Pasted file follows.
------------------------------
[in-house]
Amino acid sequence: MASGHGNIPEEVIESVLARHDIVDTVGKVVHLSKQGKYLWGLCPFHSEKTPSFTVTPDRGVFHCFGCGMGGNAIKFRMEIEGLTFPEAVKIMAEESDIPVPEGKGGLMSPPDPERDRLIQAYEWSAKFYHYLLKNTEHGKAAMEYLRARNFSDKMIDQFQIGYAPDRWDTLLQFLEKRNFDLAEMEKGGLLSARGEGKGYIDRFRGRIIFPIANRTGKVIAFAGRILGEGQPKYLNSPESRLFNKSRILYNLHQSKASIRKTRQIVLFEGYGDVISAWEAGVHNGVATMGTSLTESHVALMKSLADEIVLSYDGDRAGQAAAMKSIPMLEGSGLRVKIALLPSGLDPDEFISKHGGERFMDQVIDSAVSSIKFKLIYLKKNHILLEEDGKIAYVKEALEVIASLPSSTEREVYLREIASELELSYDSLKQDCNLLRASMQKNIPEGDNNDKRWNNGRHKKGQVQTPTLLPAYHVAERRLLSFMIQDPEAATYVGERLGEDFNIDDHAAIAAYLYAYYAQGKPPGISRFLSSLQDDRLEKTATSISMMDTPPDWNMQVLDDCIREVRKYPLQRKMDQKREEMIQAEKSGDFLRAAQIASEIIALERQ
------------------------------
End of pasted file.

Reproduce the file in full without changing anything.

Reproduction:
[in-house]
Amino acid sequence: MASGHGNIPEEVIESVLARHDIVDTVGKVVHLSKQGKYLWGLCPFHSEKTPSFTVTPDRGVFHCFGCGMGGNAIKFRMEIEGLTFPEAVKIMAEESDIPVPEGKGGLMSPPDPERDRLIQAYEWSAKFYHYLLKNTEHGKAAMEYLRARNFSDKMIDQFQIGYAPDRWDTLLQFLEKRNFDLAEMEKGGLLSARGEGKGYIDRFRGRIIFPIANRTGKVIAFAGRILGEGQPKYLNSPESRLFNKSRILYNLHQSKASIRKTRQIVLFEGYGDVISAWEAGVHNGVATMGTSLTESHVALMKSLADEIVLSYDGDRAGQAAAMKSIPMLEGSGLRVKIALLPSGLDPDEFISKHGGERFMDQVIDSAVSSIKFKLIYLKKNHILLEEDGKIAYVKEALEVIASLPSSTEREVYLREIASELELSYDSLKQDCNLLRASMQKNIPEGDNNDKRWNNGRHKKGQVQTPTLLPAYHVAERRLLSFMIQDPEAATYVGERLGEDFNIDDHAAIAAYLYAYYAQGKPPGISRFLSSLQDDRLEKTATSISMMDTPPDWNMQVLDDCIREVRKYPLQRKMDQKREEMIQAEKSGDFLRAAQIASEIIALERQ